“We will eat you for lunch if you do not leave this bar at once,” she said. “A new day has dawned in New York City, with a new ruling class. Ask us no questions, for we are single women, and we have power.”
What a single woman she was! I returned to my hotel, gazed at the sleeping form of my wife, and sighed. Why couldn’t she be single, too?
I didn’t understand the true power of Today’s Single New York Woman until after my recent reading at Galapagos, a workingman’s bar located in a hardscrabble Brooklyn neighborhood. As usual, my performance drew much laughter and awed, gaping stares. However, unlike in other cities where an hour after the show, I am left sitting alone at a table with a big wad of cash, in New York people stayed, and most of those people were women.
As drinks were bought and then consumed, the crowd began to thin slightly. Then four women formed a phalanx and headed toward me. They introduced themselves, not by name, but as a gossip columnist, an architect, a single mom with a trust fund, and a writer of cookbooks in Braille. The architect grabbed my hands, and pinned them to the table.
“You’re coming with us, author-boy,” she said.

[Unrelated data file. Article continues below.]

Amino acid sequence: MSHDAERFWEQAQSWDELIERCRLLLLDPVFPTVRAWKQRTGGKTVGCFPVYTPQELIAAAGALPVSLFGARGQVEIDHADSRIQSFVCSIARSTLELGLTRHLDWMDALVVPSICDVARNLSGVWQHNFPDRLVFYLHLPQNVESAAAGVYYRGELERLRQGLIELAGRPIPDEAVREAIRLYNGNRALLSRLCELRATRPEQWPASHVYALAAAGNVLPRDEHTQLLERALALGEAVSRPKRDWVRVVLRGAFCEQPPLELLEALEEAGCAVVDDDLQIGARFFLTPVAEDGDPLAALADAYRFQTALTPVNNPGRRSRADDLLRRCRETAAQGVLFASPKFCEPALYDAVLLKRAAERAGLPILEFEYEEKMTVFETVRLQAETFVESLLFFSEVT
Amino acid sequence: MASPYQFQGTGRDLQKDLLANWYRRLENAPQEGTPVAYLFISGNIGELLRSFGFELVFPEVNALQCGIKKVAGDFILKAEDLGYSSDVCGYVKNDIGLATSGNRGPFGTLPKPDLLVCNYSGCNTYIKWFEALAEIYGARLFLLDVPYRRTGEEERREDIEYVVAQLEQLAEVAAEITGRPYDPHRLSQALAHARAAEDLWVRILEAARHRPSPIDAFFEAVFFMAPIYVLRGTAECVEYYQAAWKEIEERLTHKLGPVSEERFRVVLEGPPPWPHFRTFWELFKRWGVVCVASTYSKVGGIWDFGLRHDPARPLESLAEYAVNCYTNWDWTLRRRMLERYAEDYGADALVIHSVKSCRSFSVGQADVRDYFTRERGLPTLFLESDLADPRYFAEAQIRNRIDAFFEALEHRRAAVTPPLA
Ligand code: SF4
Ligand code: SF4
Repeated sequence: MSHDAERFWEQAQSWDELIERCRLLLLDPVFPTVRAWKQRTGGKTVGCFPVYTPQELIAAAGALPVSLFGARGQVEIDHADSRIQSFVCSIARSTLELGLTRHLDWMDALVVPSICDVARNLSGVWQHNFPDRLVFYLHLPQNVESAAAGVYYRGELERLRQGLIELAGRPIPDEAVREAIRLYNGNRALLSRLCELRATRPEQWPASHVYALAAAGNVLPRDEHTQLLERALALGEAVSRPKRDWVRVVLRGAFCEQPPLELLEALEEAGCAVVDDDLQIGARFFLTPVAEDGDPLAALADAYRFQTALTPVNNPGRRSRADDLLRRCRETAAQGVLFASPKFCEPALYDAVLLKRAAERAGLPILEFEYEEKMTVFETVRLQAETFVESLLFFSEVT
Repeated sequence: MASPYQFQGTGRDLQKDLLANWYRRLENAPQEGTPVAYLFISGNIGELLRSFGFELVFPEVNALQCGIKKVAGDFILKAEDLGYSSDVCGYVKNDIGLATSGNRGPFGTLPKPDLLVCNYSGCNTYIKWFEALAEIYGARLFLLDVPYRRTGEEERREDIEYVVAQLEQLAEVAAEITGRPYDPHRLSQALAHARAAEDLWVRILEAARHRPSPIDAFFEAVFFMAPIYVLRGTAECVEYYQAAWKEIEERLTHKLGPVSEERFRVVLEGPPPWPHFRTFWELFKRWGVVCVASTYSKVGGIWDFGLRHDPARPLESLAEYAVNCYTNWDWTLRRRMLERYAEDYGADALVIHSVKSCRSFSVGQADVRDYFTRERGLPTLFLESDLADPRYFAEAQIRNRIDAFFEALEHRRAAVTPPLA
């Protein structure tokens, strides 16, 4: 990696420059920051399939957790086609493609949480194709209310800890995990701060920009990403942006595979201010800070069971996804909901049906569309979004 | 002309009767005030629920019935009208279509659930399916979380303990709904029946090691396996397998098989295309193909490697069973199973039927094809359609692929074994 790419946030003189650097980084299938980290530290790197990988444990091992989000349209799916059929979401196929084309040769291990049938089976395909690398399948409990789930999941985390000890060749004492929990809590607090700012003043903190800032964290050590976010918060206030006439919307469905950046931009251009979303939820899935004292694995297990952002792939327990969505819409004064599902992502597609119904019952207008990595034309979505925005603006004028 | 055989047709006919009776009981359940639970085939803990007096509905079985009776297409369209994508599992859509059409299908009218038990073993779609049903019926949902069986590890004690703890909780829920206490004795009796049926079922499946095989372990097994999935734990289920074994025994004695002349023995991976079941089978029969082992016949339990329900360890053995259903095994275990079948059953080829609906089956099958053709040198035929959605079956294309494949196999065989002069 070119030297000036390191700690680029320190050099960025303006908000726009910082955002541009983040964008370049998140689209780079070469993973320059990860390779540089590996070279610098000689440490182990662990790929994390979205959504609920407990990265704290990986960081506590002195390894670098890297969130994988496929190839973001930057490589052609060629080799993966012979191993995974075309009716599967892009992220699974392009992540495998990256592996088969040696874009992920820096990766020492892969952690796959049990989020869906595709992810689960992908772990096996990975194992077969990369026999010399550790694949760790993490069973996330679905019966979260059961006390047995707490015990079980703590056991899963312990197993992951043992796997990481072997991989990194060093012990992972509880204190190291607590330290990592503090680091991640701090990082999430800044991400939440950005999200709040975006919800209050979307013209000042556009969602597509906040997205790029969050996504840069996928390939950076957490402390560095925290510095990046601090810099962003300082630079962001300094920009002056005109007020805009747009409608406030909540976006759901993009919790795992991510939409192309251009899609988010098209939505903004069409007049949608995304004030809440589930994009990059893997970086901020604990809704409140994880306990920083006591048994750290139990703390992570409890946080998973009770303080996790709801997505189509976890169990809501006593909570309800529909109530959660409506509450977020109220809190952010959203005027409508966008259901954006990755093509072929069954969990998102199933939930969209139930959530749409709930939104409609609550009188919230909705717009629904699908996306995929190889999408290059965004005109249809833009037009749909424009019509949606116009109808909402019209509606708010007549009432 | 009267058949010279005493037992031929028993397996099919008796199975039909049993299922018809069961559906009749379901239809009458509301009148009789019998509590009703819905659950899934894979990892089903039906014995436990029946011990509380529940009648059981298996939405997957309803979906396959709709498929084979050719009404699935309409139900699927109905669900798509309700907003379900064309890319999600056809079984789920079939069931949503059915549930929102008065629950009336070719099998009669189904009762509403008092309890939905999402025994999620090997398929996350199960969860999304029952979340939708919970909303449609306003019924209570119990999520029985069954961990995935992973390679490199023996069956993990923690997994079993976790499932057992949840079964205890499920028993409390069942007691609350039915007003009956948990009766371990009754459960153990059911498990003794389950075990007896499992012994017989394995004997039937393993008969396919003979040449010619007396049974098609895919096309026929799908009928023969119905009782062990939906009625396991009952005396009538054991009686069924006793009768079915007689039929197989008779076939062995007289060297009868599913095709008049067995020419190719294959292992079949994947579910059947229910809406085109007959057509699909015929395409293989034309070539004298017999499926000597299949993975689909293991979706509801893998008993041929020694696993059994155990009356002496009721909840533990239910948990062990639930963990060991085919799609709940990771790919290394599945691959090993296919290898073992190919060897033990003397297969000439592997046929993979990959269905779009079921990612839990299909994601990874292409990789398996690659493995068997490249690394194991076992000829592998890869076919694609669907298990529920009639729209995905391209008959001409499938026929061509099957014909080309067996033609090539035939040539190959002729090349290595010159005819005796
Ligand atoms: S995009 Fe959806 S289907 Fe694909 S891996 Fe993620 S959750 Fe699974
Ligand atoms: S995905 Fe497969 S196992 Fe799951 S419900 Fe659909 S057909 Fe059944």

A few minutes later, I found myself in the back of a limousine, and the women were force-feeding me Scotch from a funnel. The columnist tore at my belt with her teeth, and the single mom ripped off my Zegna suit jacket. The cookbook writer donned a pair of heels. Grinning lustfully, she pressed them against my chest.
“Please don’t hurt me,” I whimpered.
“Oh no,” she said. “We are definitely going to hurt you. We are single women, and we hurt people.”
By midnight, I was a heaving wreck of a man. Every part of my body had been licked, sucked, poked, stabbed, and spilled upon. The women had penetrated all the major orifices, and a few of the minor ones as well. They smoked cigars while I gasped and bled, now dressed only in stained boxers and a torn T-shirt.
“Can you take me to my hotel now?” I asked.
“I don’t think so, buddy,” said one of them.
They bid the driver to stop the car, opened the back door, and kicked me in the rear.
“You have satisfied us sufficiently,” the columnist said. “And now we are through with you.”
Then I was on the street, at the corner of 125th and Amsterdam, and they were driving away, with a song blaring from the trunk speakers: “Sisters,” the lyrics went, “Are Doin’ It For Themse-helves.”
I was glad that they were gone, and to have escaped with my life and with a narrative. I sat on the curb, wept, and wondered how I was going to get home.
Another limo pulled up. The window rolled down. Inside, I could see five women, all snorting cocaine, dressed in nothing but pink leather.
“Three of us are lawyers for the United Nations,” one of them said, “The other two are a librarian at Columbia University and her friend Tracy. We are on the prowl for man-flesh!”
Before I could stop them—and I couldn’t really stop them—they had me hogtied and lying across their collective lap. Although I was severely dehydrated, I submitted to my fate, because in today’s New York City, you do what single women tell you to.
“Good ladies of New York,” I moaned against my will, “I belong to you!”